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Who Is Liable in “Mass Shootings?”

Who Is Liable in “Mass Shootings” and Other Acts of Public Violence?

As the recent mass shooting incidents in El Paso and in Dayton, Ohio, have tragically demonstrated, we live in a society where acts of “planned” or “premeditated” public violence have become a matter of great concern in regard to public safety. Although we will avoid the very real issues of concern to both the law enforcement and civil libertarian communities, at The Doan Law Firm we believe that both public businesses and private employers have both a moral and legal duty to protect the public and their employees from harm should such an incident occur.

In today’s post, we will discuss the legal doctrines that hold a business, or employer, liable for injuries that involve their customers and/or employees. We will then offer suggestions that may be of interest to those who have been injured as a result of planned public violence and believe that a business/employer could have done more to prevent such injuries.

Our Position

For the purpose of this post, we will define an act of planned public violence to be any action committed with the intent of causing injury to as many victims as possible. The victims may be chosen based on any number of factors such as ethnic background, occupation, or chosen at random. Thus, “mass shootings,” use of explosives (“bombings”), and arson are acts of planned public violence regardless of their intended targets.

Traditionally, the person or persons deemed responsible for such acts have faced criminal charges and the owner of the location where the attack occurred has not been held to have made at least a partial contribution to the injuries received by others, be they customers or employees.

In our opinion, an employer and/or a business could be found liable for the consequences of an act of public violence if it:

  1. Failed to anticipate that a planned act of public violence could occur on its premises.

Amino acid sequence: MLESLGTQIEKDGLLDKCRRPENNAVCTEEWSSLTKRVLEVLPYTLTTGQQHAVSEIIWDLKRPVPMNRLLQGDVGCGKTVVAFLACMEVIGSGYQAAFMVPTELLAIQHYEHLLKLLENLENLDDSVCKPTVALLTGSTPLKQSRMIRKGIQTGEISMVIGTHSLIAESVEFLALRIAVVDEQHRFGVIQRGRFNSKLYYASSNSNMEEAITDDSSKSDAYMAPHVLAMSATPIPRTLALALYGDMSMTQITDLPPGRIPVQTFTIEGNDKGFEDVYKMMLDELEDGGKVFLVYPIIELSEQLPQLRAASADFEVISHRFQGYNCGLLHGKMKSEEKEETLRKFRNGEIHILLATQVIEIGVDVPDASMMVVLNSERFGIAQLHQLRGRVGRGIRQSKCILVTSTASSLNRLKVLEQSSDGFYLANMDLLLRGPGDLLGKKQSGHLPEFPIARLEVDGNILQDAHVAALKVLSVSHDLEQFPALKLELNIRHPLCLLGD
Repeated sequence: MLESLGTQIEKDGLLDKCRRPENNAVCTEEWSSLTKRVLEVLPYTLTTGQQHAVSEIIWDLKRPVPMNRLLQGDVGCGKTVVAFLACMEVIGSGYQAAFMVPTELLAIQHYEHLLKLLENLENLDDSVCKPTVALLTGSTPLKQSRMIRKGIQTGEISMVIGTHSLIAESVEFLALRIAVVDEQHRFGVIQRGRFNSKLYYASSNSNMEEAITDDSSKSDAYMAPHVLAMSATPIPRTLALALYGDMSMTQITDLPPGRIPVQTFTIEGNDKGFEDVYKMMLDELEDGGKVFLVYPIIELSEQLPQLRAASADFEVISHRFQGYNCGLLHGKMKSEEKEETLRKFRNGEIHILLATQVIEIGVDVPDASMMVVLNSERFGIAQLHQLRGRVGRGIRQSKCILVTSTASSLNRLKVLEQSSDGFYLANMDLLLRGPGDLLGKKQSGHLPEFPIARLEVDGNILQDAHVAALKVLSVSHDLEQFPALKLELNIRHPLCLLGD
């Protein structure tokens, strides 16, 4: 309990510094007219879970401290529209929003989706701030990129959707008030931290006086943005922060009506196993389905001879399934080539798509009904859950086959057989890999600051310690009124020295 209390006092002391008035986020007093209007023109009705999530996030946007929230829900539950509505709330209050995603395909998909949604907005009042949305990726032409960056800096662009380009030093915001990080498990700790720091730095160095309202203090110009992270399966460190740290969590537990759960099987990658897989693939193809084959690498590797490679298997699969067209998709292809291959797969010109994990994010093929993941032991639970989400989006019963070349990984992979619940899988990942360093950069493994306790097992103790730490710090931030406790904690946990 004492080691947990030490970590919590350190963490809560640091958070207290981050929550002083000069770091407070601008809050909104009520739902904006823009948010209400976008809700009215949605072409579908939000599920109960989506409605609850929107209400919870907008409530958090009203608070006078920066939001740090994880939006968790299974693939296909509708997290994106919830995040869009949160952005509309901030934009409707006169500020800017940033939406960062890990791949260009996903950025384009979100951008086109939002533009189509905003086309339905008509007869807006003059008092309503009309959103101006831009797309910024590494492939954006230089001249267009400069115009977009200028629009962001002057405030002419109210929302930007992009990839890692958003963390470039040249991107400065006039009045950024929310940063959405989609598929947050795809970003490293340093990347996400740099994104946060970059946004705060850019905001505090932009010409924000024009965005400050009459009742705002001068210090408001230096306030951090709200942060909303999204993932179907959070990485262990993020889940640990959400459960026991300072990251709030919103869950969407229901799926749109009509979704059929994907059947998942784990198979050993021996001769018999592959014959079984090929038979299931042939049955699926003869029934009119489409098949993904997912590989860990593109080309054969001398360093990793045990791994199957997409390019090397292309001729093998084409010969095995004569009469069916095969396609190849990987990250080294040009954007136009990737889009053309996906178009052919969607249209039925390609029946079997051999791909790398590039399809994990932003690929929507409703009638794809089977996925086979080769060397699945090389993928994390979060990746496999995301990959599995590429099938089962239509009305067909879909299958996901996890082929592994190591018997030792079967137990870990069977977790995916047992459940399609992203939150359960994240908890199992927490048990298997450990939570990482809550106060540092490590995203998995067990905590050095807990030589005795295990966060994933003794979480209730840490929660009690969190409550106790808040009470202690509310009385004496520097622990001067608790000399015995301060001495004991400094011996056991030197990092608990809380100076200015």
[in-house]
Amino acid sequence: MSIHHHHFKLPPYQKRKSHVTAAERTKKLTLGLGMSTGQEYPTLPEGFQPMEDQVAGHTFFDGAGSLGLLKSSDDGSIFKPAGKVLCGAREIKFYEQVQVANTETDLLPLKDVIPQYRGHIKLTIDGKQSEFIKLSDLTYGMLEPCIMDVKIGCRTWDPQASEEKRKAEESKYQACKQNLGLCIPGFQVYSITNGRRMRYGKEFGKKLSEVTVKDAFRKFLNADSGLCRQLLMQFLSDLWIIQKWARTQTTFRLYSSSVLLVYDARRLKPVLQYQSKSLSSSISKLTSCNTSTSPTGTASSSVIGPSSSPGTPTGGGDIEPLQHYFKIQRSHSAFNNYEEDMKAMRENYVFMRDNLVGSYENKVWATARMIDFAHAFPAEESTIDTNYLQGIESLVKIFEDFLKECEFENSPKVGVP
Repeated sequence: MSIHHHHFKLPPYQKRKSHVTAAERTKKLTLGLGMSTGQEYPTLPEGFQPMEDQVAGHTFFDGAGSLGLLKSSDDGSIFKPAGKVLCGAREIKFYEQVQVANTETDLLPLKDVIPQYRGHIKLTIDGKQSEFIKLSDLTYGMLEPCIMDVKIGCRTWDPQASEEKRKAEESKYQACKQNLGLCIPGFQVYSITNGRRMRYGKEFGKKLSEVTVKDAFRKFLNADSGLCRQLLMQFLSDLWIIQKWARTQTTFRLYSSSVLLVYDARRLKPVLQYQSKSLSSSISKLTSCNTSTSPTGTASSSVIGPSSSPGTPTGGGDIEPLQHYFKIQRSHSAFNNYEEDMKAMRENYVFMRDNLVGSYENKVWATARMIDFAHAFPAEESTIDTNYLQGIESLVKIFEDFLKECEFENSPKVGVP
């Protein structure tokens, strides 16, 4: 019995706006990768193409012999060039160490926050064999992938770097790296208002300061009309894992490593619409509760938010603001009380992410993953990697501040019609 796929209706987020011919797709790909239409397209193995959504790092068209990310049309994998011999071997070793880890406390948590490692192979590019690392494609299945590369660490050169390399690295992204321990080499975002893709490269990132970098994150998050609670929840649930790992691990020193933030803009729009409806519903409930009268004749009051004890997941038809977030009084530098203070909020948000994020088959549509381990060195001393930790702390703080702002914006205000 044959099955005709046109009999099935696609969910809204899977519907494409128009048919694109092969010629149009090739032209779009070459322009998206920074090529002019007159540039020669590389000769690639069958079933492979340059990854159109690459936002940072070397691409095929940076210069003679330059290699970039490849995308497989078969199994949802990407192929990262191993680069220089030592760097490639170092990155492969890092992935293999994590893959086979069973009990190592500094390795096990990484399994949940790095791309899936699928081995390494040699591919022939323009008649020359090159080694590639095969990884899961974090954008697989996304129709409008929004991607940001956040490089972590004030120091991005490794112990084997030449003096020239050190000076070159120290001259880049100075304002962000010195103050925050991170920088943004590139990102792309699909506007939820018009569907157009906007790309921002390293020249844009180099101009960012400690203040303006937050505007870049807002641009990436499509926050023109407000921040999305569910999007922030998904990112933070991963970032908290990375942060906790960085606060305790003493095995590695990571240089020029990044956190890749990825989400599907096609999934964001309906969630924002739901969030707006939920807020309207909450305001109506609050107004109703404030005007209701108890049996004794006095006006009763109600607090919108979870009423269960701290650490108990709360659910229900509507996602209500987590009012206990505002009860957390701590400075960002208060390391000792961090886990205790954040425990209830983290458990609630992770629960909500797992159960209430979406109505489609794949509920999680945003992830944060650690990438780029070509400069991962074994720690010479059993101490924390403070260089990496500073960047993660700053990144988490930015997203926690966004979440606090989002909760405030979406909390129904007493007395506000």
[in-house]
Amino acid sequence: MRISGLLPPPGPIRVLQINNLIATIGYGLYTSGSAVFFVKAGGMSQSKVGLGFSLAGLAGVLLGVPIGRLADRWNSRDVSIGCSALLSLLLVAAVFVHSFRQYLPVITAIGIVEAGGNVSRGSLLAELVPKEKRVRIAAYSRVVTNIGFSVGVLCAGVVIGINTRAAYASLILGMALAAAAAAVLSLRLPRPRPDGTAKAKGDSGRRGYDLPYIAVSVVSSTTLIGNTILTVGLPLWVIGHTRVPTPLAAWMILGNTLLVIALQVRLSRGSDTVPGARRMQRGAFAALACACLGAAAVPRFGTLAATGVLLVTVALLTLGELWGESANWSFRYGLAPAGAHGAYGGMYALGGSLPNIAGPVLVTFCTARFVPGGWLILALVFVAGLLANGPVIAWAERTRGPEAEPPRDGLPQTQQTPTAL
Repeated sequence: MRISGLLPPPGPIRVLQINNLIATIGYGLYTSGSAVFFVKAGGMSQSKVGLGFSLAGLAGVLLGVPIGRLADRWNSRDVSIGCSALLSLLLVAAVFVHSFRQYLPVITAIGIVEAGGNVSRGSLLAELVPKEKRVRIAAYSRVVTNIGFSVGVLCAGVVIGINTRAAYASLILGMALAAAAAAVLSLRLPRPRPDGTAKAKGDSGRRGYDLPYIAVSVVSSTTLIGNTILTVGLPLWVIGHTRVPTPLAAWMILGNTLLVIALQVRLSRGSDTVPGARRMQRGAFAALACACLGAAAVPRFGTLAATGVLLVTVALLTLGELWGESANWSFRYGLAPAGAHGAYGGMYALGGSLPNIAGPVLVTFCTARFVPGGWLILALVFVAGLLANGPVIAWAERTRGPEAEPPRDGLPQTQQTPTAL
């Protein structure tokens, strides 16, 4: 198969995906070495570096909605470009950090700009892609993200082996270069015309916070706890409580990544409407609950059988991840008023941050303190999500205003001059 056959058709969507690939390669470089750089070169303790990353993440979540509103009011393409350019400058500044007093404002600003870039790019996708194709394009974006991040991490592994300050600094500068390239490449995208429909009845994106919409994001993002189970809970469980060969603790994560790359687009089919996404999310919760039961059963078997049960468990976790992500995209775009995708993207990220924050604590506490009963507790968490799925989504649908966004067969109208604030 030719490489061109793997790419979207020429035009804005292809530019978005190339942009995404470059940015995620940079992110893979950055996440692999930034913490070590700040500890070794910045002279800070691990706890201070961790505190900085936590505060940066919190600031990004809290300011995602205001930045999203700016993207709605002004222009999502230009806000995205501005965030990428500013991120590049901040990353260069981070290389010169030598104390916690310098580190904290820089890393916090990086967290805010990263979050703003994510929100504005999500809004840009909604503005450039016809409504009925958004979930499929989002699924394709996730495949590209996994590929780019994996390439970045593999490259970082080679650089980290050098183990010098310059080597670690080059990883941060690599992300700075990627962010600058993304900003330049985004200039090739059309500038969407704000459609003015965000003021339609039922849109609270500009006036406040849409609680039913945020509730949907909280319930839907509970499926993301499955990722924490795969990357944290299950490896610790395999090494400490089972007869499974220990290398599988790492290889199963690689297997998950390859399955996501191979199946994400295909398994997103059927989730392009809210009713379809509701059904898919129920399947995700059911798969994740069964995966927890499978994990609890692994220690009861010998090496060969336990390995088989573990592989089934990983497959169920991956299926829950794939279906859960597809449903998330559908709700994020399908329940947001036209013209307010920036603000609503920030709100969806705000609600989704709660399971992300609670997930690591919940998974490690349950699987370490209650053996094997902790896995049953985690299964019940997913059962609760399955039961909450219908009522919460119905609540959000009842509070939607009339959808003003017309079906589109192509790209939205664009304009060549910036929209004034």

2. Failed to implement an emergency action plan that would be activated if such an incident occurred.
  3. Failed to provide sufficient security personnel to at least deter someone who is planning an act of public violence.

We will explain our position in the following sections.

Failure to anticipate

Regardless of what you believe to be the causes behind acts of planned public violence, it is a fact that such acts have occurred in the past, are probably being planned now, and will likely occur in the future. Since it is impossible to prevent such violence from occurring, the most effective measure to reduce the number of potential casualties in such incidents is to recognize the possibility that they could occur and to plan according to a “worst case” scenario.

Failure to implement an emergency action plan

Public building, and most privately-owned structures, are required by law to have a plan in place to deal with emergencies such as fire, gas leaks, or even earthquake damage. As of this writing, there are no laws that require similar plans for incidents involving planned public violence. However, a business cannot escape liability for what could be viewed as some act of negligence by arguing that there was no law requiring it to take some action, particularly if the safety of the customer/visitor is at issue.